It’s strange, but now that I have finally put it together with the music, there seems to be this arc between the images, the song, and the demise of the band. The summers are fleeting, the dreams and romance of youth are as well. Where we hope to go is often far from where we are taken. Yet, there is a spirit that lingers within, that if we listen or when we listen, we touch a part of ourselves that is timeless.
The day we shot this video is a memory in my mind, and I remember the wonder I felt on that day and the many we shared like that (not just with Ali, but so many of my close friends–still in my life). I still feel that wonder and it is even sweeter now that I have 20 plus years of experience, pain, and joy to reflect upon. I see a future just as full of hope and excitement as I did then. I just know now that I will have to fight until the day I die and still the world will need a lot of work. I suppose that’s what kids are for (and you will hear my son Gabriel in this video if you listen closely).
I miss Sonic Youth. I know there will never be anyone that can replace them. No one is replaceable. I just hope some young kid somewhere is picking up a guitar with no idea how to play it, listening to SY and realizing that anyone can play a guitar if they have the will to create. Creation is the key. Creation is the eternal.
I wrote the following to a co-worker today and thought I would share… just seemed appropriate to me.
December 21, 2012
After I began reading “A Supposedly Fun Thing I Will Never Do Again” I realized that I had read this over a decade ago when it was originally published in Harper’s. When I was on the Luge team in the mid-nineties my girlfriend had a subscription so I would get a copy every month after she was finished. I still love the magazine but haven’t read it in some time.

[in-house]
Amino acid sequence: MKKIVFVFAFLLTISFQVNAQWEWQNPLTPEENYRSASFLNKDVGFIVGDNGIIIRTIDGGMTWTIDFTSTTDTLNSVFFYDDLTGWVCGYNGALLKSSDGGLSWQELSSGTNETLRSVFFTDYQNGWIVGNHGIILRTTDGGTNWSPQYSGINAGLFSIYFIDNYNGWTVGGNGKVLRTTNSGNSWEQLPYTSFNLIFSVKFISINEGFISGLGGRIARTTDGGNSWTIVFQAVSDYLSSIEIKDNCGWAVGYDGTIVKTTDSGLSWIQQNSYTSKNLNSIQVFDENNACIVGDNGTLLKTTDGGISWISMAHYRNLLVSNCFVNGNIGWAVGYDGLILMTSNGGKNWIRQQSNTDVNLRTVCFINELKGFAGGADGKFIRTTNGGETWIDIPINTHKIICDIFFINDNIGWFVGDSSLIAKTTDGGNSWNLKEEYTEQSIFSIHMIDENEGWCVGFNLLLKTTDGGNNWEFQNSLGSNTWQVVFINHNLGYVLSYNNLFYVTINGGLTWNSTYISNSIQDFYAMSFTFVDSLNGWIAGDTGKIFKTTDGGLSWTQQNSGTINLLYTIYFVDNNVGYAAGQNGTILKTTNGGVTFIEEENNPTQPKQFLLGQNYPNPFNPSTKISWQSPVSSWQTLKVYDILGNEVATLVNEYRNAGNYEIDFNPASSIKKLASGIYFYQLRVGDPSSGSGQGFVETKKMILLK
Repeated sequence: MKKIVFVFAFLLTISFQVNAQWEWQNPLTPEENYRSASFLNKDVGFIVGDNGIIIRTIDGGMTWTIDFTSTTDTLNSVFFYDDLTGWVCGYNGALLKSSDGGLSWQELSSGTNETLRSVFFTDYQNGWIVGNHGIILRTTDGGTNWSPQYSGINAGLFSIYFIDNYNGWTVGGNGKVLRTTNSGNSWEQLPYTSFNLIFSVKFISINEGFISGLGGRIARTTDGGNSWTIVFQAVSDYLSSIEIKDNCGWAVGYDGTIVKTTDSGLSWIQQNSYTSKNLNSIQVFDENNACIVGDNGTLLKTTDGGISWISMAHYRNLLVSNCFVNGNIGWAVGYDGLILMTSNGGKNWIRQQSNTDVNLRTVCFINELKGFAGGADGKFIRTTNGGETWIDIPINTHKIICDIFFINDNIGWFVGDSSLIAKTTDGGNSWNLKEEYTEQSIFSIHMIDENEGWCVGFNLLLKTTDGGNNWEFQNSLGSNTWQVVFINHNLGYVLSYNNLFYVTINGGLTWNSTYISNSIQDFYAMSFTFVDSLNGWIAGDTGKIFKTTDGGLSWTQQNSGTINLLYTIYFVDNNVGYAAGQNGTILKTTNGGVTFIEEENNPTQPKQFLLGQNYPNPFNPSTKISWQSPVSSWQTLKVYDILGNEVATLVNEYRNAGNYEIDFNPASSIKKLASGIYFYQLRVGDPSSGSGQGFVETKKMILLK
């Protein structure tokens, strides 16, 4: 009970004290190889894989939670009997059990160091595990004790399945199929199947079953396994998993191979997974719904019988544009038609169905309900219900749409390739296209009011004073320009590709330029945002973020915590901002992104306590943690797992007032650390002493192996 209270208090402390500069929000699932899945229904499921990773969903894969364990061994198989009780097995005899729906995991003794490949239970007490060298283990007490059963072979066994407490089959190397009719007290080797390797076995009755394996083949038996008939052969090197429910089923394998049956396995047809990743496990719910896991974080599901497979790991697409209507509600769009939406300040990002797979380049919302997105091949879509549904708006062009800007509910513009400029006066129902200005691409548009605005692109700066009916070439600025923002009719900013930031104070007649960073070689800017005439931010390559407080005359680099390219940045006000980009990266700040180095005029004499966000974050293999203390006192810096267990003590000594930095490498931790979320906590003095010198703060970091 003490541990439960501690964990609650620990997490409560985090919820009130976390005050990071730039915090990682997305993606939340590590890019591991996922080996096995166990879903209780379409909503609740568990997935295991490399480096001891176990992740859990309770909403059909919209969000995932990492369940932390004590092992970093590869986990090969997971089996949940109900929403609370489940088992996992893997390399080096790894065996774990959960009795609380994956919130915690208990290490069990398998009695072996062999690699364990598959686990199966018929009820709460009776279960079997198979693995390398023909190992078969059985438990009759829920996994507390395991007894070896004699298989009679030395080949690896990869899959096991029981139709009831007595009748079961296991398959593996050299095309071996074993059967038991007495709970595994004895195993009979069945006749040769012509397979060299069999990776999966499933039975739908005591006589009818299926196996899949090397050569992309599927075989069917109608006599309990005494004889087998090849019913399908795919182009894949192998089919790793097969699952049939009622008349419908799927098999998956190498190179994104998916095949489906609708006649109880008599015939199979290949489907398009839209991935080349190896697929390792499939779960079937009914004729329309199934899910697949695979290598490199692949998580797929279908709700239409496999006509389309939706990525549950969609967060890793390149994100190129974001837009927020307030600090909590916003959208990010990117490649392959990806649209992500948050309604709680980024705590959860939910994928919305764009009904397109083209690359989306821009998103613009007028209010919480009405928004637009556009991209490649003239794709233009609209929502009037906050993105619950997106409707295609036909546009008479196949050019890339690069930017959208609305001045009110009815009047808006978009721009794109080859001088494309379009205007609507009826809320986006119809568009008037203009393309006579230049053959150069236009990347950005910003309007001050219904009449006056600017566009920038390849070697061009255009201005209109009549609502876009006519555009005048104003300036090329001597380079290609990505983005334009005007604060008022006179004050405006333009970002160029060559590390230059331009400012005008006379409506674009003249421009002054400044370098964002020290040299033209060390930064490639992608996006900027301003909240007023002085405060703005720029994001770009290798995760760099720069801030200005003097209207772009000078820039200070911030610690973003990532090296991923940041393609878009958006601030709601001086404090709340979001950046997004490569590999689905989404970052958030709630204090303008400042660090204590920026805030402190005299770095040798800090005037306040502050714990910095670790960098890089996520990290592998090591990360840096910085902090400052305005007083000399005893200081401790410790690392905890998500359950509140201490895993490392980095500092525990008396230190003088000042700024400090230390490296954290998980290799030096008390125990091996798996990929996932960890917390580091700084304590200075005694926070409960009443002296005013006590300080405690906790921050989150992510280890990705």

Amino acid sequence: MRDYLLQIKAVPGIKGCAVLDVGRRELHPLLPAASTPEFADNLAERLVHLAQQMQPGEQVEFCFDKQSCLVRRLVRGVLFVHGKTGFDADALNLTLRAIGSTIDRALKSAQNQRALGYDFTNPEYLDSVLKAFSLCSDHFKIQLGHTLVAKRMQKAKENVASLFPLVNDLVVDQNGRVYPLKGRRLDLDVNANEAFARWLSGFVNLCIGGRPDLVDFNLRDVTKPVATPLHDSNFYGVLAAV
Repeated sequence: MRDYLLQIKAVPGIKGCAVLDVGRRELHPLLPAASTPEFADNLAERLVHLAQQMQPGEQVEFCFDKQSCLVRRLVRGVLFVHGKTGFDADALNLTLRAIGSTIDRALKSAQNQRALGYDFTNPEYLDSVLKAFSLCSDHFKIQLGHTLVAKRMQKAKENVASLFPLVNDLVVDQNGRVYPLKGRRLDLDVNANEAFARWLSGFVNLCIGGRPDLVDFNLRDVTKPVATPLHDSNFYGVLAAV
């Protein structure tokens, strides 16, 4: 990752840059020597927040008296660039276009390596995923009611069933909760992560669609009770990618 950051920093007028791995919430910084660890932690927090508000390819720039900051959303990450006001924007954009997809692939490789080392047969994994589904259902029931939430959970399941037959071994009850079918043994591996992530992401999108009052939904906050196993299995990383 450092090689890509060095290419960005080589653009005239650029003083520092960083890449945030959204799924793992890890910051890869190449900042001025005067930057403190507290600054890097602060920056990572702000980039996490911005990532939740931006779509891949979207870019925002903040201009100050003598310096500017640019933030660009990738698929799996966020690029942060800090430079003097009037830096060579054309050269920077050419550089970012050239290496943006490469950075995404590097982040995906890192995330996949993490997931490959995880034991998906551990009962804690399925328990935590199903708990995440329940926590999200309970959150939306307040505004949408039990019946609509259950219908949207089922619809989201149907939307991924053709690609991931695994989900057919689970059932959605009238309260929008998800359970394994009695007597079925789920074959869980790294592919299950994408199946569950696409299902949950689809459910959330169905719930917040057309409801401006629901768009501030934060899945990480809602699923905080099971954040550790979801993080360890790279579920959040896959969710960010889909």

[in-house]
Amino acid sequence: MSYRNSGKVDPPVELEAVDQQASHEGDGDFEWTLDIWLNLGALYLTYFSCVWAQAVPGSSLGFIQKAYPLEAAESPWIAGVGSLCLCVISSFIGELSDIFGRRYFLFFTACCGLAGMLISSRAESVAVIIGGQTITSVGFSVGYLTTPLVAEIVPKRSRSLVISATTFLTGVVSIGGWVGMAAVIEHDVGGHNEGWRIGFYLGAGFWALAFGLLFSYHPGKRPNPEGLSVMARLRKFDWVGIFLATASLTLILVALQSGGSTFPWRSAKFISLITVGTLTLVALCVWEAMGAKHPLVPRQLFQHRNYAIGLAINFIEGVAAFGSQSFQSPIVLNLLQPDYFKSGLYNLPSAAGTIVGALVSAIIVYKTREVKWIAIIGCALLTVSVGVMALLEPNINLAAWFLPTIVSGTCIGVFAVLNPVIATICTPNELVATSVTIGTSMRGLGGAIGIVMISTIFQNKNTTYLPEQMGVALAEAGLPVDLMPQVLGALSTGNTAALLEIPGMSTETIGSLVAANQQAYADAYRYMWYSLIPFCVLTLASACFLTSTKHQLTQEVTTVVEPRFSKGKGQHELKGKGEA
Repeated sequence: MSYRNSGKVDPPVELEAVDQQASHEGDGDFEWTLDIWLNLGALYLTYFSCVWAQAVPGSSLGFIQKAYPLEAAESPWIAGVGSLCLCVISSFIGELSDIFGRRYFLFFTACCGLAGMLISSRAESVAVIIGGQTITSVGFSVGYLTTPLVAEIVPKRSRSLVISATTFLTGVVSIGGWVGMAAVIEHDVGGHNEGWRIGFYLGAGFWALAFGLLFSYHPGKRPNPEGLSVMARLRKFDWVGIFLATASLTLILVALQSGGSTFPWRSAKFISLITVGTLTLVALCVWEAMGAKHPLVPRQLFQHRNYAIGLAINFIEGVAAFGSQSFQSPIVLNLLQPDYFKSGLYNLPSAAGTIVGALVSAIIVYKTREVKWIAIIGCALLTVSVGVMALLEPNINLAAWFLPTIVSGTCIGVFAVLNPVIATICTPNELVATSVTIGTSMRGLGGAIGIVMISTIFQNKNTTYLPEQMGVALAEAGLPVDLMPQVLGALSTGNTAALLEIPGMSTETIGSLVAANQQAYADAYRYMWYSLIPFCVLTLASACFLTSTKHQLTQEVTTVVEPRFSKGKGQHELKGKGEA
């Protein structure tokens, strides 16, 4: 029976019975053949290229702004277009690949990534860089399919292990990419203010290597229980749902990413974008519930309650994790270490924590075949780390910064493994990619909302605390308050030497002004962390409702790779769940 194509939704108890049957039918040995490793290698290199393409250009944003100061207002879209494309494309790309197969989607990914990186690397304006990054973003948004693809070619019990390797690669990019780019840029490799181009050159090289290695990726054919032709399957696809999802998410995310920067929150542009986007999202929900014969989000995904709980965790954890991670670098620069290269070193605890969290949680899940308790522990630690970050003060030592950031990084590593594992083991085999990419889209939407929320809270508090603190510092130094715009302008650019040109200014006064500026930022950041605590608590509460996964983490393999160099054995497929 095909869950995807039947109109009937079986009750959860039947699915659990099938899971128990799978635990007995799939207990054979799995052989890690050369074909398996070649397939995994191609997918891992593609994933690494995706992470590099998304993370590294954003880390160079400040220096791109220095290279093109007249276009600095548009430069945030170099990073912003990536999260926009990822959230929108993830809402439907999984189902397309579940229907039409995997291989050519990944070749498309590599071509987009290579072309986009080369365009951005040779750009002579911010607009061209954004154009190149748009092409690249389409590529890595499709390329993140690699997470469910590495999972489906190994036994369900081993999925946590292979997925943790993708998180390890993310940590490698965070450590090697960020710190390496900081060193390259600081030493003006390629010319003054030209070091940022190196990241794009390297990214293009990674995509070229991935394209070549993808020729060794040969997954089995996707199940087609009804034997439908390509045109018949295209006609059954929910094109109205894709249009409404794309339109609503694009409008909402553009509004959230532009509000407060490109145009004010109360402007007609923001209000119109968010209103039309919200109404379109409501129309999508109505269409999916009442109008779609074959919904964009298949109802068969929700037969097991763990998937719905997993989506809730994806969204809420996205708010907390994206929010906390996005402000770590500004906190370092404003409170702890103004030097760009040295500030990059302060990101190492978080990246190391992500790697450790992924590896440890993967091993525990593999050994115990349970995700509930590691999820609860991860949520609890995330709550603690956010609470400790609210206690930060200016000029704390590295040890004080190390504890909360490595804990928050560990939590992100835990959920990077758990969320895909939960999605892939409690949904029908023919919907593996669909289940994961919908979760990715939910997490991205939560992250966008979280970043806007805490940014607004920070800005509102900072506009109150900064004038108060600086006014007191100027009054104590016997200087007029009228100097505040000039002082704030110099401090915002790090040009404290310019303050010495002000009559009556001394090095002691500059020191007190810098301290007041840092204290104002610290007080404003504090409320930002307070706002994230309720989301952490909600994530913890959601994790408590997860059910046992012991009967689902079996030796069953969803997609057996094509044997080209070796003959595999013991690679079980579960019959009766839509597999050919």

I love Wallace’s humor and his use of footnotes, but upon reading his work in my thirties (as opposed to my twenties) and being aware of his suicide, his work took on a much darker tone. He kind of reminds me of the Kurt Kobain of the literary world (whose work I also have a hard time enjoying in my adulthood).
I think there is an interesting parallel between the two. I was reading an old copy of Spin at Cheechako Taco a few nights ago while waiting for some burritos. The cover story was talking about Nevermind 20 years after its release. The article was a collection of brief commentaries by musicians that were contemporaries of Kobain when Nevermind was released. As I read the observations, I thought about my own experiences of the music and found myself identifying with the many accolades of Nevermind’s profundity, its status as a voice for a generation, and its timelessness. At the same time, I couldn’t help but recognize an acute pang of pain I felt in thinking about the album and Kobain’s life. I recalled that I had felt this pain before when thinking about Nevermind and I began to consider why, of all the Nirvana albums I own, I had sold Nevermind and had not listened to it since 1995.
I stopped listening to the album, not because it was played out, but because it was so clear to me that it symbolized the fame and public obsession with celebrity, that in my opinion consumed a young man’s life in a very disgusting manner. To me, it was our culture that consumed Kobain’s life.